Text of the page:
In the latest development in ongoing litigation contesting certain Section 301 duties on Chinese goods, on July 6, 2021, the U.S. Court of International Trade (“CIT”) ordered U.S. Customs and Border Protection (“CBP”) to temporarily halt liquidation of certain unliquidated goods subject to these duties.1 The majority of a three-judge panel held that the plaintiffs, a group of importers, were entitled to a preliminary injunction suspending liquidation of imports that are subject to Section 301 Lists 3 and 4A duties on goods from China (“Subject Entries” or “Subject Entry”) until the conclusion of the litigation.
As part of this ruling, the CIT ordered the U.S. government to create a repository for importers to request the suspension of liquidation for Subject Entries if those importers are plaintiffs in litigation pending before the CIT challenging Lists 3 and 4A duties. Such parties should prepare immediately to apply for the suspension of liquidation of Subject Entries.
Overview of Section 301 Litigation at CIT
This case arises from the previous administration’s direction to the U.S. Trade Representative (“USTR”) to explore possible actions under Section 301 of the Trade Act of 1974 (“Section 301”) to address alleged Chinese government policies that may be unreasonable or discriminatory toward American entities. As a result of the USTR’s investigation, in the summer of 2018, the USTR published two initial lists of Chinese products that would be subject to tariffs. Four months later, on January 1, 2019, the USTR published an additional list of products to be covered by the tariffs (“List 3”). Subsequently, on August 20, 2019, the USTR published a fourth list of further products that would be subject to tariffs (“List 4”). List 4 was eventually further categorized into Lists 4A and 4B. Under Section 304 of the Trade Act of 1974, a determination that tariffs are warranted under Section 301 must be made within 12 months of the USTR beginning an investigation into alleged unreasonable or discriminatory trade practices. Since Lists 3 and 4 were published over a year from the USTR’s initial investigation into Chinese trade practices, the USTR relied on their Section 307 authority to modify previously established duties when promulgating those lists, rather than Section 301 as it had for Lists 1 and 2.
On September 10, 2020, a group of importers (collectively, “Plaintiffs”) challenged the List 3 and 4A Section 301 duties, alleging that these additional tranches violated the Trade Act and the Administrative Procedure Act (“APA”).2 Specifically, Plaintiffs argued that the USTR exceeded its statutory authority under Section 307, which they alleged only allows modification of previously enacted tariffs if (1) the decision to modify is based on the same activity that led to the initial tariff or (2) the modification reduces rather than raises the initial tariff. Plaintiffs asserted that neither criteria had been met when the USTR promulgated Lists 3 and 4A. Furthermore, because Plaintiffs alleged that the USTR acted in excess of their statutory authority, Plaintiffs also alleged that the U.S. government violated the APA by not acting in accordance with the law. Lastly, Plaintiffs alleged that the USTR had failed to provide interested parties with adequate opportunity to comment on Lists 3 and 4A, as allegedly required under the APA.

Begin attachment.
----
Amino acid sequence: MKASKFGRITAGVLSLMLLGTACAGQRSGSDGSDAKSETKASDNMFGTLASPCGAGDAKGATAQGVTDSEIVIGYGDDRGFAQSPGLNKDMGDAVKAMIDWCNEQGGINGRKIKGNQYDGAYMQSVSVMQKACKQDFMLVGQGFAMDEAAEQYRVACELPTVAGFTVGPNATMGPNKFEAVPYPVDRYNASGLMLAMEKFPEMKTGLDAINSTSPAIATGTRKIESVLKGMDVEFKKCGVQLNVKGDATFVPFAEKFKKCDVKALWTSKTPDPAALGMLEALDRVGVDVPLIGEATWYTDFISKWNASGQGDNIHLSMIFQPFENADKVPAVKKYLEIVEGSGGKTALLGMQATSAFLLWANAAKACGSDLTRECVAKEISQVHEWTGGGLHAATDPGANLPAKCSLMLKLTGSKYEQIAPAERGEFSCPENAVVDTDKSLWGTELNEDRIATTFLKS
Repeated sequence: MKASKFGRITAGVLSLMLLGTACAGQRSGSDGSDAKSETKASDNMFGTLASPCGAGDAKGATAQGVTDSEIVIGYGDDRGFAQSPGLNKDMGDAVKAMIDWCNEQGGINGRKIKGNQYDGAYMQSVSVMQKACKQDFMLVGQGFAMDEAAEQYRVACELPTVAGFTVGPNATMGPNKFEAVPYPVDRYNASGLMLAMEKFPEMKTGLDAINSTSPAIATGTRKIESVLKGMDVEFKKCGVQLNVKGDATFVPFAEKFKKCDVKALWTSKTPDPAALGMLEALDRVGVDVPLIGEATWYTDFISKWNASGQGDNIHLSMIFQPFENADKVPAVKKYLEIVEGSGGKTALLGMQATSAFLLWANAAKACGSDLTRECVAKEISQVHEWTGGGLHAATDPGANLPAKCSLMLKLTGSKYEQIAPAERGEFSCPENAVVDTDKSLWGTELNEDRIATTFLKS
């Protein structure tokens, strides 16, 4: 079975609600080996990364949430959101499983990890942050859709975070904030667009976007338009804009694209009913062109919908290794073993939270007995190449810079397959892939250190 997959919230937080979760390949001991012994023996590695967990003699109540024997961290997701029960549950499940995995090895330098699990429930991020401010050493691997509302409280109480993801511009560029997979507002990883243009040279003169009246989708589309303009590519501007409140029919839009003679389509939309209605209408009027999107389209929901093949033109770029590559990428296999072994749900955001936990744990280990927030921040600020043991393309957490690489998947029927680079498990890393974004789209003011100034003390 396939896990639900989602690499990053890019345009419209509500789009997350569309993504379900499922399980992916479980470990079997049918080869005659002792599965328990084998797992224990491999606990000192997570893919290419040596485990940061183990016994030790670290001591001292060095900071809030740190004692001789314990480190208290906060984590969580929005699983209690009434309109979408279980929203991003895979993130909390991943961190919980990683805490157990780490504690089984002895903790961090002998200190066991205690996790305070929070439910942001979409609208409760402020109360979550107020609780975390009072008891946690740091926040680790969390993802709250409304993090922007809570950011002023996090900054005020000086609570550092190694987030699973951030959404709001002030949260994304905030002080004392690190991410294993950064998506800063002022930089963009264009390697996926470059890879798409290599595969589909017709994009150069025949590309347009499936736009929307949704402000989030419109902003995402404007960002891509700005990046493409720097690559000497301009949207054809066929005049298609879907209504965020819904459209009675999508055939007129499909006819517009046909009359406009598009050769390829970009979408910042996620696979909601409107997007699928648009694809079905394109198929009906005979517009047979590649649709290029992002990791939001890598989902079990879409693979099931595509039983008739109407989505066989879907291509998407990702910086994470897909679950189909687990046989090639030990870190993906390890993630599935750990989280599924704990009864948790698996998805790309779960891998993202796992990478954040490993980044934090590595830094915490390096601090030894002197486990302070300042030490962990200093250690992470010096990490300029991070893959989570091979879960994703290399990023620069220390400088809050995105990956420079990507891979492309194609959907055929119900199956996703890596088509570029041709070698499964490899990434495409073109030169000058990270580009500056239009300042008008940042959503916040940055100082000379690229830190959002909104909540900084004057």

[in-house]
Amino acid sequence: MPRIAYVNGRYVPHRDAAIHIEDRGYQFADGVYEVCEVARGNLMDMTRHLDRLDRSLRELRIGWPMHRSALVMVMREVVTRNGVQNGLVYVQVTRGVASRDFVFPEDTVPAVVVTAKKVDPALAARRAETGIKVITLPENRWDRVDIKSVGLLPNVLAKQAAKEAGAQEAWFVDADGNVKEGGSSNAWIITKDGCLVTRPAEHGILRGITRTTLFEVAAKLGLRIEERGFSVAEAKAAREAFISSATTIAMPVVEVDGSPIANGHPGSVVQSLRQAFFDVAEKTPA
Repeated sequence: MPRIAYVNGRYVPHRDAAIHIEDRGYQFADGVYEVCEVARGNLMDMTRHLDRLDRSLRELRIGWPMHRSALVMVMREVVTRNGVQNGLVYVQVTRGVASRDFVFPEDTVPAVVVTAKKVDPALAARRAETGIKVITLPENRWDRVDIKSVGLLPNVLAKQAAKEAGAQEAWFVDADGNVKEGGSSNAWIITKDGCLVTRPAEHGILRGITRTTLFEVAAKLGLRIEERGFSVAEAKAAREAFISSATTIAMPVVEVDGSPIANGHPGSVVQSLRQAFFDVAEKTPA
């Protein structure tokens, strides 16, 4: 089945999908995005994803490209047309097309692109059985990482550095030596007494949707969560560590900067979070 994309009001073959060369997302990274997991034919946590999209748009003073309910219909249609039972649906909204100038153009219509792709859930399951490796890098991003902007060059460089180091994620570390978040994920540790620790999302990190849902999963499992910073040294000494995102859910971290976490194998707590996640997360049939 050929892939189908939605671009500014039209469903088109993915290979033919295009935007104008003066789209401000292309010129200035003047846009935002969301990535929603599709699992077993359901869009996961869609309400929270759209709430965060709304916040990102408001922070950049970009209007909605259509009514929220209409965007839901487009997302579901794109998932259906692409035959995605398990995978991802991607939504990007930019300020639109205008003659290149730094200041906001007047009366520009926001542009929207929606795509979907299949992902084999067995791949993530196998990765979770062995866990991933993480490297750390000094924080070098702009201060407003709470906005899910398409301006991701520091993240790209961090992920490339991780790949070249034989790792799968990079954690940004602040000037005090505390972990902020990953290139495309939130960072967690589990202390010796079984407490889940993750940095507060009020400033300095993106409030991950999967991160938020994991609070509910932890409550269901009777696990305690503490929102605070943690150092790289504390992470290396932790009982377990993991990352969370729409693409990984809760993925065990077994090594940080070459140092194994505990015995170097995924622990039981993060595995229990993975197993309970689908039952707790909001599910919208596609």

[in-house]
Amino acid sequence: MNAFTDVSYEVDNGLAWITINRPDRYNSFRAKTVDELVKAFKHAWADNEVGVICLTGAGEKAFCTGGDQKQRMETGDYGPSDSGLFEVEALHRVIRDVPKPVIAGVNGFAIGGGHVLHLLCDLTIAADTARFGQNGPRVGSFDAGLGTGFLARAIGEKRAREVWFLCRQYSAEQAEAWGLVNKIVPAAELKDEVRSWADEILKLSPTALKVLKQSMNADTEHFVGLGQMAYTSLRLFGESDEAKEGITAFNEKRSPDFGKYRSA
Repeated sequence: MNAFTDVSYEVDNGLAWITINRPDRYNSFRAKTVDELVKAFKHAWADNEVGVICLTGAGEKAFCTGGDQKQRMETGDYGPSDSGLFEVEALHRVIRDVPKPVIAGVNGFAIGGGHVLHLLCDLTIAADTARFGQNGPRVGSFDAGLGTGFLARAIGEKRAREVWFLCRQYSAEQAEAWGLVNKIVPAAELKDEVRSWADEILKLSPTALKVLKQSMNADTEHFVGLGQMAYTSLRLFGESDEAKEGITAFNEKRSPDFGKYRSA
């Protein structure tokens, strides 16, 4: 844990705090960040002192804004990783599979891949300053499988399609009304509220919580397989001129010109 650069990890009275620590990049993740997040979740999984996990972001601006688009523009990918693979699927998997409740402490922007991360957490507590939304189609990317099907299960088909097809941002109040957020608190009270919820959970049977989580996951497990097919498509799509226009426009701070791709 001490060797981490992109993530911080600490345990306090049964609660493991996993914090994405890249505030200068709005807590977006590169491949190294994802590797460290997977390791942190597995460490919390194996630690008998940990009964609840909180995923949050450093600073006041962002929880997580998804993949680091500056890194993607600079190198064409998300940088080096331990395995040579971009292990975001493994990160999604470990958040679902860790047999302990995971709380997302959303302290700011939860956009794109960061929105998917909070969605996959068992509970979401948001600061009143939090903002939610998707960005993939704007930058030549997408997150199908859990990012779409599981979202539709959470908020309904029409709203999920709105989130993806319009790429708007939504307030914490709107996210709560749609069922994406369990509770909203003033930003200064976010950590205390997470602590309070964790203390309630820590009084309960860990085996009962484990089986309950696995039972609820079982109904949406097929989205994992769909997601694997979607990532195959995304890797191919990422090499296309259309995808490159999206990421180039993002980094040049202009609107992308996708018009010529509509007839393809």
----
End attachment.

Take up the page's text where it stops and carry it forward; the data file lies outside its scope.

In the months that followed, approximately 3,600 follow-on lawsuits were filed by other importers challenging the legality of duties collected under Lists 3 and 4A. On February 10, 2021, a three-judge panel designated the Plaintiffs’ action the “master” case and stayed the other 3,600 suits pending its outcome. Thus, the panel’s July 6, 2021, decision and order are likely to have important and direct impact on the plaintiffs in all of the Section 301 lawsuits before the CIT, as well as other importers with Subject Entries.
On April 12, the U.S. government argued that there is no basis for refunds of duties even if plaintiffs are successful in their litigation. Thus, on April 23, 2021, Plaintiffs in the master case moved for a preliminary injunction, seeking to enjoin the U.S. government from liquidating Subject Entries during the pendency of the litigation.
The In re Section 301 Cases Decision
In the July 6, 2021, ruling, the CIT determined that Plaintiffs established the elements necessary to qualify for their requested preliminary injunction. Generally, in order to qualify for a preliminary injunction, plaintiffs must establish “(1) likelihood of success on the merits, (2) irreparable harm absent immediate relief, (3) the balance of interests weighing in favor of relief, and (4) that the injunction serves the public interest.”3 Importantly, the Court of Appeals for the Federal Circuit (“Federal Circuit”), which oversees appeals from the CIT, applies a “sliding scale” to preliminary injunction requests. According to this approach, if a plaintiff establishes greater potential for harm, then they face a lesser burden to demonstrate that they are likely to succeed on the merits of the case. Thus, a plaintiff who sufficiently demonstrates that they face irreparable harm need only show a fair chance of success on the merits. The CIT determined that Plaintiffs were entitled to a preliminary injunction after applying this reduced burden formula.